Re: “advance the bold vision”
you can rely on people's ability to discern pictures more quickly than words
Can you cite any reliable evidence for this? It seems to be widely believed, but personally I doubt it.
The process of see word->read word->associate with concept is complicated and hard to understand, but it's very well-trained in literate people. It's fast enough to allow assimilation of pages of text at an average rate of one word every quarter second.
In the case of pictures, the idea is that process is more like see image->associate image with concept. The trouble is that the relationship between a picture and a concept is far vaguer than that between a word and a concept, so the second step in the process is slow, and may require some sort of probabilistic filtering produce an unambiguous result. This is one of the reasons why alphabetic writing displaced pictograms.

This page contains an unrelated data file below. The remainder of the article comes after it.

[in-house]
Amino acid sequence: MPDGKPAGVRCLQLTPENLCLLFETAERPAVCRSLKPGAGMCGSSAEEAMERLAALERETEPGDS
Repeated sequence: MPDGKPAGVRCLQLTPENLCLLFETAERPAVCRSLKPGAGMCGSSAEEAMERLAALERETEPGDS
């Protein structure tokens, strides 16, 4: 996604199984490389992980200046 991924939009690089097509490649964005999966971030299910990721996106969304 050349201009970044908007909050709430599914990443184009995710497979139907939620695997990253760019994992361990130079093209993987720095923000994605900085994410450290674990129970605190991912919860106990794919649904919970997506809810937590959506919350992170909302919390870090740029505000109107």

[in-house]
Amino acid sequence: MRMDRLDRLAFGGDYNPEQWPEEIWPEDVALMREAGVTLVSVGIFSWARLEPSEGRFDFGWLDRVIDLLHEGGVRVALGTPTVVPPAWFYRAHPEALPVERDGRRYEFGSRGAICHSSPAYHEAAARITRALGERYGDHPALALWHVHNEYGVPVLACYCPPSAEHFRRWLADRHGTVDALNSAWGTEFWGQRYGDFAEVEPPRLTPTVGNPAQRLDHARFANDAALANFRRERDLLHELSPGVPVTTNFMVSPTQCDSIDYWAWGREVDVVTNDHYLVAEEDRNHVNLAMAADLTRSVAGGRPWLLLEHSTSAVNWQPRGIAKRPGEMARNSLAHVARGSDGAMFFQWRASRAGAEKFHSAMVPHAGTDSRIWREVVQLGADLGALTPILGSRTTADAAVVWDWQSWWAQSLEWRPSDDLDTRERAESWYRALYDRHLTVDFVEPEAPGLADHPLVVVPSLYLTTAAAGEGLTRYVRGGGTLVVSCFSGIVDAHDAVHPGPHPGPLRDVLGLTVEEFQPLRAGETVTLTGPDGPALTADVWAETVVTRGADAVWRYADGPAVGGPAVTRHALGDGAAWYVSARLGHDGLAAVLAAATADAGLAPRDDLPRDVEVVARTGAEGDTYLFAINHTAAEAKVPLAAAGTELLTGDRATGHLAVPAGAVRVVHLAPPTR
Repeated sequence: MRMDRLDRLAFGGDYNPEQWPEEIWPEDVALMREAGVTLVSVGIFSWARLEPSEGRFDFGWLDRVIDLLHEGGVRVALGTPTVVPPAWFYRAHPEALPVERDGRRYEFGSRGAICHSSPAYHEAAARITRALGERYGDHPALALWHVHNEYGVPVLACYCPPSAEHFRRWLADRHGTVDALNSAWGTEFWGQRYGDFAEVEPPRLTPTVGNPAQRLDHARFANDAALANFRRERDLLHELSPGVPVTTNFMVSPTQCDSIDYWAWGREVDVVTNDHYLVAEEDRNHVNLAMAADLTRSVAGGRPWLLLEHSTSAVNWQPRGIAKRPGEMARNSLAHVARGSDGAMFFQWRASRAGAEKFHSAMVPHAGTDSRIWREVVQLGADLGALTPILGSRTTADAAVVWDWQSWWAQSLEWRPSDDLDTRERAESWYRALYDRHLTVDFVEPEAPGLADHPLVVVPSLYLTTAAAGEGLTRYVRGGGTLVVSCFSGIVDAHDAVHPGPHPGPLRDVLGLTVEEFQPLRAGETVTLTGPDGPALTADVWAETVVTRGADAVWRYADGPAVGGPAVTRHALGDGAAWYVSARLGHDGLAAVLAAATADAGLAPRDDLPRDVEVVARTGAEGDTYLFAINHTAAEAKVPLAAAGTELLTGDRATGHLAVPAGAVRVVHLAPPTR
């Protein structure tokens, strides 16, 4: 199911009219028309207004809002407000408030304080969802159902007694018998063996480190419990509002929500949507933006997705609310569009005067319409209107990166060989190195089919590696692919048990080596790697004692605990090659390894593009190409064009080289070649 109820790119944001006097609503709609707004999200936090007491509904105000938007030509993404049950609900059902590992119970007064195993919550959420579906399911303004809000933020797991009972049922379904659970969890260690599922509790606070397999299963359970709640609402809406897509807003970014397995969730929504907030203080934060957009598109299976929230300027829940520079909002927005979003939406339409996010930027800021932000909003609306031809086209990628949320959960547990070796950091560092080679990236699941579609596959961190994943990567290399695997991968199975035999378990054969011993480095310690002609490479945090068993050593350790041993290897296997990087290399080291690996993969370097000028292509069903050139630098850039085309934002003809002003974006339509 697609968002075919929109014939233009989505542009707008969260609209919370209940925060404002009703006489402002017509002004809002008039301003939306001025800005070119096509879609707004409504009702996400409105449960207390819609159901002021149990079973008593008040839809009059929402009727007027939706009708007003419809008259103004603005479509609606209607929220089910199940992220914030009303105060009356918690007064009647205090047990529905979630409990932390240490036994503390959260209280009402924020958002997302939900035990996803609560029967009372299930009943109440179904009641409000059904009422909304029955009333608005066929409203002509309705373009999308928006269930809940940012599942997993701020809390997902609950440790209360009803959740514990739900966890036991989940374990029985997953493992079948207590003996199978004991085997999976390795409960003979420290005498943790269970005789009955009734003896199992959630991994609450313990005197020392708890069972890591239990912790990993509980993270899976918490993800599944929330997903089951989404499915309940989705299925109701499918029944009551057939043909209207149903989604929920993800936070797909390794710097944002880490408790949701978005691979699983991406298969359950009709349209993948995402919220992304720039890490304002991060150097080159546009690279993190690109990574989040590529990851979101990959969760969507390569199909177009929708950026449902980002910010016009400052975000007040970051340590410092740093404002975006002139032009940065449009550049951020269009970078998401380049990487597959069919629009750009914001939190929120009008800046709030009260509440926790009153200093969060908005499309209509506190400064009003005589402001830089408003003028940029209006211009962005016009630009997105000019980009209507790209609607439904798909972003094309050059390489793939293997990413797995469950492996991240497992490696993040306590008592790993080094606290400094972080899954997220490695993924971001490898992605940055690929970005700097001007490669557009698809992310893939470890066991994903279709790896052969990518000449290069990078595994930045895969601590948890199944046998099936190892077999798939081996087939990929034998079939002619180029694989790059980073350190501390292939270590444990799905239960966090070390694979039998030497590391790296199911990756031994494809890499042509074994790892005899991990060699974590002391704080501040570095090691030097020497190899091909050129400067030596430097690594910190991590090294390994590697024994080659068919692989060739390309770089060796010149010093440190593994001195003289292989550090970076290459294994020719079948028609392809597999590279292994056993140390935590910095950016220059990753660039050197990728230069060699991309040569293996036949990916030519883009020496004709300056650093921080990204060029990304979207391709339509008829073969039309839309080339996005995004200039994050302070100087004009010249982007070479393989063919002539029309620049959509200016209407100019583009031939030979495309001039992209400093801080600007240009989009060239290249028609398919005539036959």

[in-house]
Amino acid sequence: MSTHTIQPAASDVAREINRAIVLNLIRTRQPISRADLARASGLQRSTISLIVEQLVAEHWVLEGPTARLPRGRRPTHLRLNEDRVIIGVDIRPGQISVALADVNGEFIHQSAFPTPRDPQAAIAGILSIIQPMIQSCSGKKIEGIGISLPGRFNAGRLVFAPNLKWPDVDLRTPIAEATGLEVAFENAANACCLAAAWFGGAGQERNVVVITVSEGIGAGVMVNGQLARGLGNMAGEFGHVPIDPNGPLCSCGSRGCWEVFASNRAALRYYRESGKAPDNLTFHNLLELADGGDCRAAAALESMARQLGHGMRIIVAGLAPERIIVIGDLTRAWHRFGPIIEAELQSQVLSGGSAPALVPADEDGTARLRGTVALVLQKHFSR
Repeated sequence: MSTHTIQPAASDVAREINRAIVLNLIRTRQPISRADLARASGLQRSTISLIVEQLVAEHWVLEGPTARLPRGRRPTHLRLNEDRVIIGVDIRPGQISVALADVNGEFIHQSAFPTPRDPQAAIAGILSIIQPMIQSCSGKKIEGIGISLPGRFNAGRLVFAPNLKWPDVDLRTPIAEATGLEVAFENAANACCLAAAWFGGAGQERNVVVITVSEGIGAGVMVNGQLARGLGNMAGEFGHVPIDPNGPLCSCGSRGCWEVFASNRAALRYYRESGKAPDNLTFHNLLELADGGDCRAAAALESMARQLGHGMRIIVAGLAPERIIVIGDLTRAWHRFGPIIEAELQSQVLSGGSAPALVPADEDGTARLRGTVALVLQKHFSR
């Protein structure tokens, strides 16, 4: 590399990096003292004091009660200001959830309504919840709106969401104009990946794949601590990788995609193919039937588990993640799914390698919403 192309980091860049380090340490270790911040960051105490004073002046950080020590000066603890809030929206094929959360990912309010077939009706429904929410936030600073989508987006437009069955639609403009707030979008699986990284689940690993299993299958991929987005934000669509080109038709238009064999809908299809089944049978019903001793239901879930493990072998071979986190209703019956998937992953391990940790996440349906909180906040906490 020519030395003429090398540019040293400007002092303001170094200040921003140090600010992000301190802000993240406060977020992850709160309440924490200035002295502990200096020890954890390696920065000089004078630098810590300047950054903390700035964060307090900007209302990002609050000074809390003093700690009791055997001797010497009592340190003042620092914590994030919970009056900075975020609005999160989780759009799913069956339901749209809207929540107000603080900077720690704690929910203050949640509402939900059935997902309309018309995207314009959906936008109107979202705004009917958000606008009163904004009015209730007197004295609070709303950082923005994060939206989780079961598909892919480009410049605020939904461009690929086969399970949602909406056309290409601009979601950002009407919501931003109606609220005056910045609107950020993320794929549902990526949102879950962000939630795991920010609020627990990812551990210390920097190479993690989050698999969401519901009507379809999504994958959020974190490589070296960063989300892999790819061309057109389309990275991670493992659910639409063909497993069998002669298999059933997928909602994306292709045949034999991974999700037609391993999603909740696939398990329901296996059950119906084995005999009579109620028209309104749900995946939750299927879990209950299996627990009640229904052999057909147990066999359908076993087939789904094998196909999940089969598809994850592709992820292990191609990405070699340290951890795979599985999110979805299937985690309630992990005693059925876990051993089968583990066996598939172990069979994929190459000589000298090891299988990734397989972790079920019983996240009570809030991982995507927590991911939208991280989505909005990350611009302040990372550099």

I get very annoyed with instruction leaflets that decide to set the clock back 47 centuries and communicate entirely in pictures. In the case of taskbar buttons, I find I often click one with the wrong icon but similar colours to the one I want, and I don't find a blue elephant to be the obvious symbol for a database.
Road signs are probably the exception, because they use a small set of images and you're obliged to learn what they mean, but even then some of the more obscure road signs require a lot of mental gear-churning before you can be certain what they mean.